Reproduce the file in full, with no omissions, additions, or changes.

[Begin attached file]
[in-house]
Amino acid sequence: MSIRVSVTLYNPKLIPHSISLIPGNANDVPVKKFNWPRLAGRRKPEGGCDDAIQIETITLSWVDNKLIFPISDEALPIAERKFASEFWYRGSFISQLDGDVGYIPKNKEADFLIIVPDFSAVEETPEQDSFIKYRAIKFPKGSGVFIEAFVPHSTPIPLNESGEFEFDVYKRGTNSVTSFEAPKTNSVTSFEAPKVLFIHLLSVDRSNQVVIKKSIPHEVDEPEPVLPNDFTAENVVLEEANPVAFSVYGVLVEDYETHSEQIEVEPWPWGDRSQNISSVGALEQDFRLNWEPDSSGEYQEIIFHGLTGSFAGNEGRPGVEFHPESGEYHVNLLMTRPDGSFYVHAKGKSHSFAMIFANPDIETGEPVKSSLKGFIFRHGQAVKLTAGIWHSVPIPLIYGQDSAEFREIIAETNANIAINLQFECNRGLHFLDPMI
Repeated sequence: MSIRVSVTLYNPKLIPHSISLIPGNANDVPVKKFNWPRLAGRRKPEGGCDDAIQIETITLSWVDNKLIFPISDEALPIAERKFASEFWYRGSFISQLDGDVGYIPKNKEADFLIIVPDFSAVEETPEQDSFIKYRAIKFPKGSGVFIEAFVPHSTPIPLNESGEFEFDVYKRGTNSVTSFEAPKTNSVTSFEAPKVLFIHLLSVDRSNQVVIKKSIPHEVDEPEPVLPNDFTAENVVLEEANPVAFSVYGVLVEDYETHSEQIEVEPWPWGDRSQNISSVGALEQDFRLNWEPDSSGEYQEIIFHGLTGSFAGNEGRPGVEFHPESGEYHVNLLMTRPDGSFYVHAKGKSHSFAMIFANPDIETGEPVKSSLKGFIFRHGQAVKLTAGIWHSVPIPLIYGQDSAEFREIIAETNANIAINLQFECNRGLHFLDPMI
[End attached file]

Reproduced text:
[in-house]
Amino acid sequence: MSIRVSVTLYNPKLIPHSISLIPGNANDVPVKKFNWPRLAGRRKPEGGCDDAIQIETITLSWVDNKLIFPISDEALPIAERKFASEFWYRGSFISQLDGDVGYIPKNKEADFLIIVPDFSAVEETPEQDSFIKYRAIKFPKGSGVFIEAFVPHSTPIPLNESGEFEFDVYKRGTNSVTSFEAPKTNSVTSFEAPKVLFIHLLSVDRSNQVVIKKSIPHEVDEPEPVLPNDFTAENVVLEEANPVAFSVYGVLVEDYETHSEQIEVEPWPWGDRSQNISSVGALEQDFRLNWEPDSSGEYQEIIFHGLTGSFAGNEGRPGVEFHPESGEYHVNLLMTRPDGSFYVHAKGKSHSFAMIFANPDIETGEPVKSSLKGFIFRHGQAVKLTAGIWHSVPIPLIYGQDSAEFREIIAETNANIAINLQFECNRGLHFLDPMI
Repeated sequence: MSIRVSVTLYNPKLIPHSISLIPGNANDVPVKKFNWPRLAGRRKPEGGCDDAIQIETITLSWVDNKLIFPISDEALPIAERKFASEFWYRGSFISQLDGDVGYIPKNKEADFLIIVPDFSAVEETPEQDSFIKYRAIKFPKGSGVFIEAFVPHSTPIPLNESGEFEFDVYKRGTNSVTSFEAPKTNSVTSFEAPKVLFIHLLSVDRSNQVVIKKSIPHEVDEPEPVLPNDFTAENVVLEEANPVAFSVYGVLVEDYETHSEQIEVEPWPWGDRSQNISSVGALEQDFRLNWEPDSSGEYQEIIFHGLTGSFAGNEGRPGVEFHPESGEYHVNLLMTRPDGSFYVHAKGKSHSFAMIFANPDIETGEPVKSSLKGFIFRHGQAVKLTAGIWHSVPIPLIYGQDSAEFREIIAETNANIAINLQFECNRGLHFLDPMI